gnutls_priority_init2(3) — Linux manual page


gnutls_priority_init2(3)         gnutls         gnutls_priority_init2(3)

NAME         top

       gnutls_priority_init2 - API function

SYNOPSIS         top

       #include <gnutls/gnutls.h>

       int gnutls_priority_init2(gnutls_priority_t * priority_cache,
       const char * priorities, const char ** err_pos, unsigned flags);

ARGUMENTS         top

       gnutls_priority_t * priority_cache
                   is a gnutls_priority_t type.

       const char * priorities
                   is a string describing priorities (may be NULL)

       const char ** err_pos
                   In case of an error this will have the position in
                   the string the error occurred

       unsigned flags
                   zero or GNUTLS_PRIORITY_INIT_DEF_APPEND

DESCRIPTION         top

       Sets priorities for the ciphers, key exchange methods, and macs.
       The  priority_cache should be deinitialized using

       The priorities option allows you to specify a colon separated
       list of the cipher priorities to enable.  Some keywords are
       defined to provide quick access to common preferences.

       When  flags is set to GNUTLS_PRIORITY_INIT_DEF_APPEND then the
       priorities specified will be appended to the default options.

       Unless there is a special need, use the "NORMAL" keyword to apply
       a reasonable security level, or "NORMAL:%COMPAT" for

       "PERFORMANCE" means all the "secure" ciphersuites are enabled,
       limited to 128 bit ciphers and sorted by terms of speed

       "LEGACY" the NORMAL settings for GnuTLS 3.2.x or earlier. There
       is no verification profile set, and the allowed DH primes are
       considered weak today.

       "NORMAL" means all "secure" ciphersuites. The 256-bit ciphers are
       included as a fallback only.  The ciphers are sorted by security

       "PFS" means all "secure" ciphersuites that support perfect
       forward secrecy.  The 256-bit ciphers are included as a fallback
       only.  The ciphers are sorted by security margin.

       "SECURE128" means all "secure" ciphersuites of security level
       128-bit or more.

       "SECURE192" means all "secure" ciphersuites of security level
       192-bit or more.

       "SUITEB128" means all the NSA SuiteB ciphersuites with security
       level of 128.

       "SUITEB192" means all the NSA SuiteB ciphersuites with security
       level of 192.

       "NONE" means nothing is enabled.  This disables everything,
       including protocols.

       "@KEYWORD1,KEYWORD2,..." The system administrator imposed
       settings.  The provided keyword(s) will be expanded from a
       configuration-time provided file - default is:
       /etc/gnutls/config.  Any attributes that follow it, will be
       appended to the expanded string. If multiple keywords are
       provided, separated by commas, then the first keyword that exists
       in the configuration file will be used. At least one of the
       keywords must exist, or this function will return an error.
       Typical usage would be to specify an application specified
       keyword first, followed by "SYSTEM" as a default fallback. e.g.,
       " LIBVIRT ,SYSTEM:!-VERS-SSL3.0" will first try to find a config
       file entry matching "LIBVIRT", but if that does not exist will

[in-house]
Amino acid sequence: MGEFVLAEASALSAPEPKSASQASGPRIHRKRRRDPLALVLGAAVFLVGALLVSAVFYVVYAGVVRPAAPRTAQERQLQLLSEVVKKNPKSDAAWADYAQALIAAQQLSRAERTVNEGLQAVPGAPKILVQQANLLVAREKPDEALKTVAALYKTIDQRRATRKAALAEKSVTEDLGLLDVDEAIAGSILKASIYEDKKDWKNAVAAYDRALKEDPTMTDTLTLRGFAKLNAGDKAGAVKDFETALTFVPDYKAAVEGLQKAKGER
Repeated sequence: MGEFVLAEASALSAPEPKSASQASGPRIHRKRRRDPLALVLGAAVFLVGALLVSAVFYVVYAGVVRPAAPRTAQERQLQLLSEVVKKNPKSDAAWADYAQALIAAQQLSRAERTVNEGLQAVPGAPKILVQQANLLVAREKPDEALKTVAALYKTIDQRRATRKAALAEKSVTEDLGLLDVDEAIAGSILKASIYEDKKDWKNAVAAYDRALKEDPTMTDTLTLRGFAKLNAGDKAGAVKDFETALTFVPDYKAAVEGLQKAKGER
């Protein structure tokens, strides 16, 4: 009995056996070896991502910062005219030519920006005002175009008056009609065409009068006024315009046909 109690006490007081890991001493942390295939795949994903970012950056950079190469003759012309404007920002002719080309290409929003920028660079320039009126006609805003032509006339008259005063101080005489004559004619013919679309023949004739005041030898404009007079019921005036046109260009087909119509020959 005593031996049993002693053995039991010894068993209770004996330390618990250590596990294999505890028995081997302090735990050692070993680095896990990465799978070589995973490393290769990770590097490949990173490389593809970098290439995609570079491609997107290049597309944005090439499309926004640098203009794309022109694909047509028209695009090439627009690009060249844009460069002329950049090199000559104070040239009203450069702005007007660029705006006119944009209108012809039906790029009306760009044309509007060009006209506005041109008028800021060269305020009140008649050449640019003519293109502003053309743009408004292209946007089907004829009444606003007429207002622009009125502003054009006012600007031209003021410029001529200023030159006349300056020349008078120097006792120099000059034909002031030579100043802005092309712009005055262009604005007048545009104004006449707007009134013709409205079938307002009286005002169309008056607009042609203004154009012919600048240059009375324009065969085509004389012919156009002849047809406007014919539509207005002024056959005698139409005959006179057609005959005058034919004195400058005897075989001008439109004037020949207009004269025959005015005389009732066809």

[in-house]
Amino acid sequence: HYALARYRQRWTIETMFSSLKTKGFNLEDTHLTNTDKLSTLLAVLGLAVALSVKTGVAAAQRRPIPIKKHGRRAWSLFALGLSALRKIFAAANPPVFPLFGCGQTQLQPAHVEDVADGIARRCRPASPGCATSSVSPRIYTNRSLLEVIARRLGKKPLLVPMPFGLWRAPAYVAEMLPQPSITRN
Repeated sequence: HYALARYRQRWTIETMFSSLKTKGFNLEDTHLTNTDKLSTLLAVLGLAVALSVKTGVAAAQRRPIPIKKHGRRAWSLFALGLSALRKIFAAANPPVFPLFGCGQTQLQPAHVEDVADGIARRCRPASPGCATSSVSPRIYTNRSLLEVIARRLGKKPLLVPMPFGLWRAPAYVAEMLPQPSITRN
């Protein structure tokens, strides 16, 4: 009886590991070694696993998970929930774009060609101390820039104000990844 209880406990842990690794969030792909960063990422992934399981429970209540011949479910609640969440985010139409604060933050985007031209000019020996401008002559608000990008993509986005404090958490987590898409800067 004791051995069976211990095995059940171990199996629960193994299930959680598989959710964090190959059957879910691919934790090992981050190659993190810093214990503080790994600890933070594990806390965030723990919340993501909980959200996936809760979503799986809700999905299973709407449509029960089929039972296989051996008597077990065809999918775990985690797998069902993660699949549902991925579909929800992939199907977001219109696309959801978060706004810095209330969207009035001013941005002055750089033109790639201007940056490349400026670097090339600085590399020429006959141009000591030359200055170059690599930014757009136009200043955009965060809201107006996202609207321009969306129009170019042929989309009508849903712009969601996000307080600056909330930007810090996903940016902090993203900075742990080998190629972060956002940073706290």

use the entry for "SYSTEM". If "SYSTEM" does not exist either, an
       error will be returned. In all cases, the SSL3.0 protocol will be
       disabled. The system priority file entries should be formatted as

       Special keywords are "!", "-" and "+".  "!" or "-" appended with
       an algorithm will remove this algorithm.  "+" appended with an
       algorithm will add this algorithm.

       Check the GnuTLS manual section "Priority strings" for detailed

EXAMPLES         top


       "NORMAL:+ARCFOUR-128" means normal ciphers plus ARCFOUR-128.

       "SECURE128:-VERS-SSL3.0" means that only secure ciphers are and
       enabled, SSL3.0 is disabled.




       Note that "NORMAL:%COMPAT" is the most compatible mode.

       A NULL  priorities string indicates the default priorities to be
       used (this is available since GnuTLS 3.3.0).

RETURNS         top

       On syntax error GNUTLS_E_INVALID_REQUEST is returned,
       GNUTLS_E_SUCCESS on success, or an error code.

SINCE         top


REPORTING BUGS         top

       Report bugs to <>.
       Home page:

COPYRIGHT         top

       Copyright © 2001- Free Software Foundation, Inc., and others.
       Copying and distribution of this file, with or without
       modification, are permitted in any medium without royalty
       provided the copyright notice and this notice are preserved.

SEE ALSO         top

       The full documentation for gnutls is maintained as a Texinfo
       manual.  If the /usr/share/doc/gnutls/ directory does not contain
       the HTML form visit 

COLOPHON         top

       This page is part of the GnuTLS (GnuTLS Transport Layer Security
       Library) project.  Information about the project can be found at
       ⟨⟩.  If you have a bug report for this
       manual page, send it to  This page was obtained
       from the tarball gnutls-3.7.2.tar.xz fetched from
       ⟨⟩ on 2021-08-27.  If you
       discover any rendering problems in this HTML version of the page,
       or you believe there is a better or more up-to-date source for
       the page, or you have corrections or improvements to the
       information in this COLOPHON (which is not part of the original
       manual page), send a mail to

gnutls                            3.7.2         gnutls_priority_init2(3)